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The Daily Register - Harrisburg, IL
  • Standing room only for Downtown TIF hearing

  • Council members were scrambling to find chairs to accommodate the crowd attending the Harrisburg Downtown Tax Increment Finance District Public Hearing Thursday night and even so some were forced to stand.
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  • Council members were scrambling to find chairs to accommodate the crowd attending the Harrisburg Downtown Tax Increment Finance District Public Hearing Thursday night and even so some were forced to stand.
    Though standing room only generally means an emotional meeting is imminent there were only a few questions asked and the crowd appeared satisfied with the answers they received from TIF consultant Keith Moran.
    Moran — perhaps sensing the most important questions on people's minds — addressed several issues at the outset.
    "TIF is not a tax increase, there is no rezoning, there is no imminent domain," he said.
    He explained the way the TIF works is the amount taxing bodies is the district are owed is capped for 23 years at the beginning of the TIF. If businesses make improvements to their buildings, the amount they owe in real estate taxes — assessed valuation —increases whether or not they are in a TIF. If they are in a TIF, the amount of the increase in assessed valuation goes to the TIF Fund. The city can then rebate a portion of the amount paid to the TIF Fund back to that business as an incentive for making improvements.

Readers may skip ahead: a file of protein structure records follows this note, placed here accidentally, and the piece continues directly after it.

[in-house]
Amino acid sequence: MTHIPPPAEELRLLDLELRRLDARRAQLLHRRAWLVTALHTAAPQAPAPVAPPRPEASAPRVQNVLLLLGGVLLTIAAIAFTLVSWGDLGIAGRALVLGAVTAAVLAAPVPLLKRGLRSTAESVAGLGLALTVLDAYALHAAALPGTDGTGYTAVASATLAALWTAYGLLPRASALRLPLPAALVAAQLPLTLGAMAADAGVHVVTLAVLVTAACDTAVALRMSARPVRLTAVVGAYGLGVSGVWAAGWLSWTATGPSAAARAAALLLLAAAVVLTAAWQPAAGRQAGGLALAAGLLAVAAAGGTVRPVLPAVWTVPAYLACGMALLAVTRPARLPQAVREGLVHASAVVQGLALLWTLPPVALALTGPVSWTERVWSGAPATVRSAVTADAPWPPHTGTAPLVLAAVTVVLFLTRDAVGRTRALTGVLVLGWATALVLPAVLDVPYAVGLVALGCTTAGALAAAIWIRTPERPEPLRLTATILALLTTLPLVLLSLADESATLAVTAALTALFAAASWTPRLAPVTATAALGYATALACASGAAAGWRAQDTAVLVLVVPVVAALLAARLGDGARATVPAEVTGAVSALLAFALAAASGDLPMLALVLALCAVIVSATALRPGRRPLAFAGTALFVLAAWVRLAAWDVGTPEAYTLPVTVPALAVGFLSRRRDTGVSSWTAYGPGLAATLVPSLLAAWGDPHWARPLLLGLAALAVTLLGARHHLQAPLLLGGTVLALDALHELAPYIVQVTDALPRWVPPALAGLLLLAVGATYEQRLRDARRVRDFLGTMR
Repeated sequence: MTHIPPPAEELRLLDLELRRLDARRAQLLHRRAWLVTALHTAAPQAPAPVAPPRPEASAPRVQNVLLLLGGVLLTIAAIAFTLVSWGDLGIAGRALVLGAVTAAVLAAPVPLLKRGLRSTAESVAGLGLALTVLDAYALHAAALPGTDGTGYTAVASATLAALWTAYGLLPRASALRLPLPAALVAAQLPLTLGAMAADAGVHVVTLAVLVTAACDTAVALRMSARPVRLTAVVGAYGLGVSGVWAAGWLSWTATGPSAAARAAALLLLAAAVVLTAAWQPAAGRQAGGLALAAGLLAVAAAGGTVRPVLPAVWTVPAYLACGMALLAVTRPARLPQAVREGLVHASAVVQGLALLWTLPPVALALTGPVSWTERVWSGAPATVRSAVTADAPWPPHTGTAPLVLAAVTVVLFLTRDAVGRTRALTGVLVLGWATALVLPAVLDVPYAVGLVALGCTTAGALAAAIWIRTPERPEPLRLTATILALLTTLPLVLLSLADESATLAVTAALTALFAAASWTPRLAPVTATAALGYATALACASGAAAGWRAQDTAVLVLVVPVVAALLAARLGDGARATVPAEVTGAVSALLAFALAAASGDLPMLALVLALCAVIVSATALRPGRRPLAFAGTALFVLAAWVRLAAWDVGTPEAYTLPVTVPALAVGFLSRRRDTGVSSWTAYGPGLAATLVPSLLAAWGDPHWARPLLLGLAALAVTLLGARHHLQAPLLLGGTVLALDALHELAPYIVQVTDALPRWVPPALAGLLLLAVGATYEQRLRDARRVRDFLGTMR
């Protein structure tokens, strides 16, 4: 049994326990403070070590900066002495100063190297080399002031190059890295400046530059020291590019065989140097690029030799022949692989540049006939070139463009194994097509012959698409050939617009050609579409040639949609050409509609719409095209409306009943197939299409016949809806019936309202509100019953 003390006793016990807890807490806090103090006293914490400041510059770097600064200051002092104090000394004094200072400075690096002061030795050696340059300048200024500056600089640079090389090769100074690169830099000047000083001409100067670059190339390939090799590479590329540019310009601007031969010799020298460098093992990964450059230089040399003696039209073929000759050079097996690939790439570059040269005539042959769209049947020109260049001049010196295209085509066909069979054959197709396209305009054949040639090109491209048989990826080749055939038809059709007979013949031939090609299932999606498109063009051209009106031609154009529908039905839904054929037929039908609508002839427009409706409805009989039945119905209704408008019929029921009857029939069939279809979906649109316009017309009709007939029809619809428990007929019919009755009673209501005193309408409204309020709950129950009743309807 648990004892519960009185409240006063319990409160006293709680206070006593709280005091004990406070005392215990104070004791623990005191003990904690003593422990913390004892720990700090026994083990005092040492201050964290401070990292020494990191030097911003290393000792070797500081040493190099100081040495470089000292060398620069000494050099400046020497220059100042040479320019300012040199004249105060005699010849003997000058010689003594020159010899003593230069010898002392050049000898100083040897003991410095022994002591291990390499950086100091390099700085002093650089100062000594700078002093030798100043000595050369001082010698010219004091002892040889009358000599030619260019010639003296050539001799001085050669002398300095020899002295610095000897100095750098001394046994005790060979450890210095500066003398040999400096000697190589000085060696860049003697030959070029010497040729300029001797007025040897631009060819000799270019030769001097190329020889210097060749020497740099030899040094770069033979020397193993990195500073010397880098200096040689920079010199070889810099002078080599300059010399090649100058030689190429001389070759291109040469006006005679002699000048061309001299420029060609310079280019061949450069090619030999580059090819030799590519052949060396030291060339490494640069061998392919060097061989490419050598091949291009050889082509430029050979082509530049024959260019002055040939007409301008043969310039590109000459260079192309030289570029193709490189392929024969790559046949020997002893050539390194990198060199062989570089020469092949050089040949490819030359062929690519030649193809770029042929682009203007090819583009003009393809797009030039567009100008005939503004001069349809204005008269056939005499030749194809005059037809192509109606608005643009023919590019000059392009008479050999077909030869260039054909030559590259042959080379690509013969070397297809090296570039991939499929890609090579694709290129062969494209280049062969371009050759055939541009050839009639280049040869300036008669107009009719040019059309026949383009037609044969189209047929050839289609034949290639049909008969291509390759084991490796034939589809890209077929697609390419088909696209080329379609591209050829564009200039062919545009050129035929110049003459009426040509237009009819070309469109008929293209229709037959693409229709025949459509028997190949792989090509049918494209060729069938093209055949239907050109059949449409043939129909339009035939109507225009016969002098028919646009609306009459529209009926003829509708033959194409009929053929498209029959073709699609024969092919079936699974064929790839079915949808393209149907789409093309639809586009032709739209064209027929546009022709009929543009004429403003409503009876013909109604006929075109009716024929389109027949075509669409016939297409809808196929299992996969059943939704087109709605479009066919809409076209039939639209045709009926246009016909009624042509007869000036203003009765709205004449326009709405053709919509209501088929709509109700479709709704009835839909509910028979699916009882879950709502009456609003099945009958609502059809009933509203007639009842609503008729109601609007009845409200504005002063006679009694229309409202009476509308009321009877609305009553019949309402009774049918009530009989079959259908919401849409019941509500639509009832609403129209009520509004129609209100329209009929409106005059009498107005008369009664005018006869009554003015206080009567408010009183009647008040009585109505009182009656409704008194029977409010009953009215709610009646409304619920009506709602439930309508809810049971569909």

In an ideal situation, owners of downtown business will make improvements, new businesses will move into vacant buildings and as those improvements are happening the city can use TIF Funds for street repairs, sidewalk repairs, water and sewer repairs and downtown beautification. The old TIF that led to the shopping centers and other business on North Commercial Street generated about $723,000 per year for the TIF Fund and the lifespan of that TIF is expiring.
    Moran said there are 704 parcels in the Downtown TIF. Eighty-eight percent of the buildings are over age 35, there is significant building deterioration and a significant number of buildings are vacant. The equalized assessed valuation has been going down in the downtown area — the only place in the city not seeing a gradual increase.
    "It would be nice to see Harrisburg's downtown thrive once again," he said.
    The TIF also includes an area north of town in the Dorris Heights area west along the Route 13 bypass for development.
    Moran said the TIF is set to be officially adopted two weeks from now.
    Someone in the crowd asked what percentage of the tax payment the city would rebate.
    Moran said the amount is discretionary.
    "It can change by the project," Moran said.
    He said it could be 50 percent, it could be nothing or it might be 75 percent.
    The woman asking the question said she lives in a TIF district in Marion and the percent rebated to her has been inconsistent.
    "Any deal the city will ever do will be in writing," Moran said.
    Page 2 of 3 - Someone asked if residential properties that embark on improvement are eligible for the tax rebate and Moran said that is not likely. Residents may benefit from a new sidewalk or a new water line.
    Saline County Board Trustee Joe Jackson asked if the city plans to make available a list of projects and if so can the list change. Moran said there is not a requirement for a list of specific projects at the beginning, only the types of projects the city projects. At the retirement of the TIF projects funded must be specified.